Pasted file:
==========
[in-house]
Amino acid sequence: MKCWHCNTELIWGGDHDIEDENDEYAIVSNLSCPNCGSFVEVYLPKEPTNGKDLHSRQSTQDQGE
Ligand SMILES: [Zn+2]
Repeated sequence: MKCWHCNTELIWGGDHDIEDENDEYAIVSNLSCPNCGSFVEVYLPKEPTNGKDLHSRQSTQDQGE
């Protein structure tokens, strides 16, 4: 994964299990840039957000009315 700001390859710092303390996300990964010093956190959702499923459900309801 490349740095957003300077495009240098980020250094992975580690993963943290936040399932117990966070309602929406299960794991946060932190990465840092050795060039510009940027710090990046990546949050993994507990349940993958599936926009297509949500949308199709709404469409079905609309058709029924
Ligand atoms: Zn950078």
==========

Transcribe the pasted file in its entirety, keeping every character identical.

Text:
[in-house]
Amino acid sequence: MKCWHCNTELIWGGDHDIEDENDEYAIVSNLSCPNCGSFVEVYLPKEPTNGKDLHSRQSTQDQGE
Ligand SMILES: [Zn+2]
Repeated sequence: MKCWHCNTELIWGGDHDIEDENDEYAIVSNLSCPNCGSFVEVYLPKEPTNGKDLHSRQSTQDQGE
């Protein structure tokens, strides 16, 4: 994964299990840039957000009315 700001390859710092303390996300990964010093956190959702499923459900309801 490349740095957003300077495009240098980020250094992975580690993963943290936040399932117990966070309602929406299960794991946060932190990465840092050795060039510009940027710090990046990546949050993994507990349940993958599936926009297509949500949308199709709404469409079905609309058709029924
Ligand atoms: Zn950078």